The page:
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Week in review: Slammed by a worm

The "SQL Slammer" worm slows many corporate networks and Ted Turner climbs out from under the AOL Time Warner wreckage.

The "SQL Slammer" worm slowed many corporate networks to a crawl, raising questions about Internet security once again.

The worm, which attacks Microsoft's database software, spread through the Internet last weekend, causing some cash machines to stop issuing money, taking most of South Korea offline and slowing some Internet traffic in the United States.

SQL Slammer's code instructs the Microsoft SQL Server to go into an endless loop by continually sending out data to other computers. The effect is similar to a denial-of-service attack, antivirus firm F-Secure said, comparing the slowdown to the impact of the Code Red virus in the summer of 2001.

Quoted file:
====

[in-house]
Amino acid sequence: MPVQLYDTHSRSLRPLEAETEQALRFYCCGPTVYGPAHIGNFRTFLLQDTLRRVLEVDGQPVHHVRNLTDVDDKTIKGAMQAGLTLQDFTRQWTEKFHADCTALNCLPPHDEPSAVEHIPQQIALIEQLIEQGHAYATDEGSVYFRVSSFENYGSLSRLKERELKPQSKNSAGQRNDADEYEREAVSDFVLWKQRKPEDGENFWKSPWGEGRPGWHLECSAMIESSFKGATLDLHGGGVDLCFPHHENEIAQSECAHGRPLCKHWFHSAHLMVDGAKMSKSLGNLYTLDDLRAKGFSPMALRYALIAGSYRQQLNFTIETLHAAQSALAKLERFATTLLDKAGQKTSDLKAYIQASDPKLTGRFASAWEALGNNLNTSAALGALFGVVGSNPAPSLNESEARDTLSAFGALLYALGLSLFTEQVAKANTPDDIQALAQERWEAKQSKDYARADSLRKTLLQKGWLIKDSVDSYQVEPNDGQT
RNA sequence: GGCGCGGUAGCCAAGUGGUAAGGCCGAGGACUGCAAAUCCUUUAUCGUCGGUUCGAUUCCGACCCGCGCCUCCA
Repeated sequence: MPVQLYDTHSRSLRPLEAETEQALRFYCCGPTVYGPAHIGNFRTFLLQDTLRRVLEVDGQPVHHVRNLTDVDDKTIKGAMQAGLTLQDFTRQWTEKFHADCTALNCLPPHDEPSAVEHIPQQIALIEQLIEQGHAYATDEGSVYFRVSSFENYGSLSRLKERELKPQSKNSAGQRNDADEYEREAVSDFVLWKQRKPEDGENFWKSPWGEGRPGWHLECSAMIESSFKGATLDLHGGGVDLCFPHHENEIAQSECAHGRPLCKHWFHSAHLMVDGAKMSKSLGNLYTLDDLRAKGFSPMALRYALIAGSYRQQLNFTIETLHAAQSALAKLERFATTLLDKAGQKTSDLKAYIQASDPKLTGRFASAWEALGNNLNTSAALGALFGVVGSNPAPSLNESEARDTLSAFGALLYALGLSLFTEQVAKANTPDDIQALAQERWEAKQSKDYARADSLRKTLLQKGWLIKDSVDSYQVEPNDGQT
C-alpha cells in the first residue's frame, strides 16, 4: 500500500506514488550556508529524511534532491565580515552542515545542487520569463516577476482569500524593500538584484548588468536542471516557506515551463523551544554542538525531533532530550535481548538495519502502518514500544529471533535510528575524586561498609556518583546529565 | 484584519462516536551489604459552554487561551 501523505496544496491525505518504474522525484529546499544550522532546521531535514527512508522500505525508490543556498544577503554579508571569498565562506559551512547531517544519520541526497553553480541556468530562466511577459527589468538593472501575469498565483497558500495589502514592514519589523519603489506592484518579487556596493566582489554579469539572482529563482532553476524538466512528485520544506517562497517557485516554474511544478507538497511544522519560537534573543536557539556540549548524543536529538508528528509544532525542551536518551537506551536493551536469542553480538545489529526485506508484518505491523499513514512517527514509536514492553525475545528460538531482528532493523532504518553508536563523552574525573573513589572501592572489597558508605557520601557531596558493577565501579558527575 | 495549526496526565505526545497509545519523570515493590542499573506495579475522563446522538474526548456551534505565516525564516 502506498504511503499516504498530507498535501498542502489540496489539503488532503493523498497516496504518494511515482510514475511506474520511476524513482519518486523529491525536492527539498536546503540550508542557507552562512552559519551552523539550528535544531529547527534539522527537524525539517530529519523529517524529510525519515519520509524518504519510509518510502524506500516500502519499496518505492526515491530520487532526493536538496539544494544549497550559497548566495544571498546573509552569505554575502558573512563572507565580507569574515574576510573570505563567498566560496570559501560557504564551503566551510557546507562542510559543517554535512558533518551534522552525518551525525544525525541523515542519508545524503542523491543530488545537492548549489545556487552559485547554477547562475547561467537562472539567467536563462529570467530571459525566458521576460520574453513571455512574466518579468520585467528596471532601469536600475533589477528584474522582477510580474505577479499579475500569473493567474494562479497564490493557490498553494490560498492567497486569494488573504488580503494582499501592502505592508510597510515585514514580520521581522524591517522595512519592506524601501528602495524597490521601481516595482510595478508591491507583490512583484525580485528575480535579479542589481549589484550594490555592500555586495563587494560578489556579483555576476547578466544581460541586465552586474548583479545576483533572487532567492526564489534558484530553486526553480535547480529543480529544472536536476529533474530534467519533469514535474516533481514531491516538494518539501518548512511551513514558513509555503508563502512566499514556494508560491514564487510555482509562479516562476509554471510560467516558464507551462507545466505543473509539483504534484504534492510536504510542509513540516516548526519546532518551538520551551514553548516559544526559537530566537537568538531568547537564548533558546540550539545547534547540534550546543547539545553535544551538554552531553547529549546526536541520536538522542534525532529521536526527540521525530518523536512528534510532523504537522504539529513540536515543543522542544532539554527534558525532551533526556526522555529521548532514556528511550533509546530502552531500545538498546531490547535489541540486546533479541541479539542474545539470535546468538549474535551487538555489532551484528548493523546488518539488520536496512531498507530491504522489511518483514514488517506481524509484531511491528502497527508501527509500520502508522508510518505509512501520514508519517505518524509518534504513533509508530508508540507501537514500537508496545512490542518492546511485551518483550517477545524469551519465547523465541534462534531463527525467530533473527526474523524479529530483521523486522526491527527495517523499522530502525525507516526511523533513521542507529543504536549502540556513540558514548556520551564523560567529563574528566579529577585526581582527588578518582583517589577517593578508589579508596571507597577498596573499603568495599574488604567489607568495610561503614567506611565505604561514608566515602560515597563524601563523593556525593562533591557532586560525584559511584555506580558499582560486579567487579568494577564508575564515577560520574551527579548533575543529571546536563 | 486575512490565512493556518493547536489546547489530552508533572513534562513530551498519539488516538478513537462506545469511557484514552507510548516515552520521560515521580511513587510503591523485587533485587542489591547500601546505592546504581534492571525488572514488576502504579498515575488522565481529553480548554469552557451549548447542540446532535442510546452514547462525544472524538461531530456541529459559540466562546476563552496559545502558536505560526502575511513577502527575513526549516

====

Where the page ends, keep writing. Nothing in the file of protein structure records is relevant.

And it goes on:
Although Redmond, Wash.-based Microsoft had issued a patch for the flaw six months earlier, more than 200,000 computers and other machines were still not updated at the time of the attack and became infected, according to estimates from security information site Incidents.org.

The small but malicious program underscored a dirty secret in the information technology industry: Software bugs are common and administrators are slow to fix even widely publicized problems, said Johannes Ullrich, director of Incidents.org.

"Companies should have been ready for (the worm)," he said. "That patch should have been applied--it's six months old now."